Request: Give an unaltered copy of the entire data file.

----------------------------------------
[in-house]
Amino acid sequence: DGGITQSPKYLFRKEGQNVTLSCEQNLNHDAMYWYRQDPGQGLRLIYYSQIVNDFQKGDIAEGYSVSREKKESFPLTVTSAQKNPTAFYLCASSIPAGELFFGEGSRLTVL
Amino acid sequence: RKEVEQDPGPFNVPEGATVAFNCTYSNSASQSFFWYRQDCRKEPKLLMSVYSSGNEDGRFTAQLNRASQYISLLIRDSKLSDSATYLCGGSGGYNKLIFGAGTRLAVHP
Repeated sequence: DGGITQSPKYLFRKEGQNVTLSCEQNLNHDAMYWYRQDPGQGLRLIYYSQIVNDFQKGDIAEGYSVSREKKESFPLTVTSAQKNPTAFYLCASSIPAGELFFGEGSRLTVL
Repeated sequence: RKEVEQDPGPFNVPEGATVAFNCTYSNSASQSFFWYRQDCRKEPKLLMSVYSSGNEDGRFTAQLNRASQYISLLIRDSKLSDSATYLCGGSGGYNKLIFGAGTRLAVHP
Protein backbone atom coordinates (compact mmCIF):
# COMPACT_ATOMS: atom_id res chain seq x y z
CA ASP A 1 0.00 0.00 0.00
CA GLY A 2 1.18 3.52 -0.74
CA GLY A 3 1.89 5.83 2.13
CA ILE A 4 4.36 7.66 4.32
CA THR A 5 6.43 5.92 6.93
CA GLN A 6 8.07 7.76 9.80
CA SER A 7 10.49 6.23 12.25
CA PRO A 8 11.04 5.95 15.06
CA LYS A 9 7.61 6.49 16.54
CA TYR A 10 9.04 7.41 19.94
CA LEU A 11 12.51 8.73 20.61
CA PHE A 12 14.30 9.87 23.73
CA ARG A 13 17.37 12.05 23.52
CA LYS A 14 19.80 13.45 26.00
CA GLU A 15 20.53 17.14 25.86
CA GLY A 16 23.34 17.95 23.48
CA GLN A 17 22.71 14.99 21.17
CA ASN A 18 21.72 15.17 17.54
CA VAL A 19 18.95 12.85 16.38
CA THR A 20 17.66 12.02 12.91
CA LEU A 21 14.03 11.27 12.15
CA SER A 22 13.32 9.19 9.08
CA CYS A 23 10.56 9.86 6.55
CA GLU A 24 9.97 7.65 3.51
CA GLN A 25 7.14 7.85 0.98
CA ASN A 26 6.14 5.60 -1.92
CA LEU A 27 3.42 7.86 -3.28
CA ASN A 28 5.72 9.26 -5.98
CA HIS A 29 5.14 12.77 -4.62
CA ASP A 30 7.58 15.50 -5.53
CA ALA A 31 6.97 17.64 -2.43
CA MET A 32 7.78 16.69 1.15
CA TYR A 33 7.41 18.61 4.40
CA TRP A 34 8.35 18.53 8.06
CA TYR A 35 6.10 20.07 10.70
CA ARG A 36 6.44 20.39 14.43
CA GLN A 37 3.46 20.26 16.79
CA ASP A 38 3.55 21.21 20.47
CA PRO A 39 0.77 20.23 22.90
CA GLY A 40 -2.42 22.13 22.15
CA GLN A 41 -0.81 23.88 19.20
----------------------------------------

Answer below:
[in-house]
Amino acid sequence: DGGITQSPKYLFRKEGQNVTLSCEQNLNHDAMYWYRQDPGQGLRLIYYSQIVNDFQKGDIAEGYSVSREKKESFPLTVTSAQKNPTAFYLCASSIPAGELFFGEGSRLTVL
Amino acid sequence: RKEVEQDPGPFNVPEGATVAFNCTYSNSASQSFFWYRQDCRKEPKLLMSVYSSGNEDGRFTAQLNRASQYISLLIRDSKLSDSATYLCGGSGGYNKLIFGAGTRLAVHP
Repeated sequence: DGGITQSPKYLFRKEGQNVTLSCEQNLNHDAMYWYRQDPGQGLRLIYYSQIVNDFQKGDIAEGYSVSREKKESFPLTVTSAQKNPTAFYLCASSIPAGELFFGEGSRLTVL
Repeated sequence: RKEVEQDPGPFNVPEGATVAFNCTYSNSASQSFFWYRQDCRKEPKLLMSVYSSGNEDGRFTAQLNRASQYISLLIRDSKLSDSATYLCGGSGGYNKLIFGAGTRLAVHP
Protein backbone atom coordinates (compact mmCIF):
# COMPACT_ATOMS: atom_id res chain seq x y z
CA ASP A 1 0.00 0.00 0.00
CA GLY A 2 1.18 3.52 -0.74
CA GLY A 3 1.89 5.83 2.13
CA ILE A 4 4.36 7.66 4.32
CA THR A 5 6.43 5.92 6.93
CA GLN A 6 8.07 7.76 9.80
CA SER A 7 10.49 6.23 12.25
CA PRO A 8 11.04 5.95 15.06
CA LYS A 9 7.61 6.49 16.54
CA TYR A 10 9.04 7.41 19.94
CA LEU A 11 12.51 8.73 20.61
CA PHE A 12 14.30 9.87 23.73
CA ARG A 13 17.37 12.05 23.52
CA LYS A 14 19.80 13.45 26.00
CA GLU A 15 20.53 17.14 25.86
CA GLY A 16 23.34 17.95 23.48
CA GLN A 17 22.71 14.99 21.17
CA ASN A 18 21.72 15.17 17.54
CA VAL A 19 18.95 12.85 16.38
CA THR A 20 17.66 12.02 12.91
CA LEU A 21 14.03 11.27 12.15
CA SER A 22 13.32 9.19 9.08
CA CYS A 23 10.56 9.86 6.55
CA GLU A 24 9.97 7.65 3.51
CA GLN A 25 7.14 7.85 0.98
CA ASN A 26 6.14 5.60 -1.92
CA LEU A 27 3.42 7.86 -3.28
CA ASN A 28 5.72 9.26 -5.98
CA HIS A 29 5.14 12.77 -4.62
CA ASP A 30 7.58 15.50 -5.53
CA ALA A 31 6.97 17.64 -2.43
CA MET A 32 7.78 16.69 1.15
CA TYR A 33 7.41 18.61 4.40
CA TRP A 34 8.35 18.53 8.06
CA TYR A 35 6.10 20.07 10.70
CA ARG A 36 6.44 20.39 14.43
CA GLN A 37 3.46 20.26 16.79
CA ASP A 38 3.55 21.21 20.47
CA PRO A 39 0.77 20.23 22.90
CA GLY A 40 -2.42 22.13 22.15
CA GLN A 41 -0.81 23.88 19.20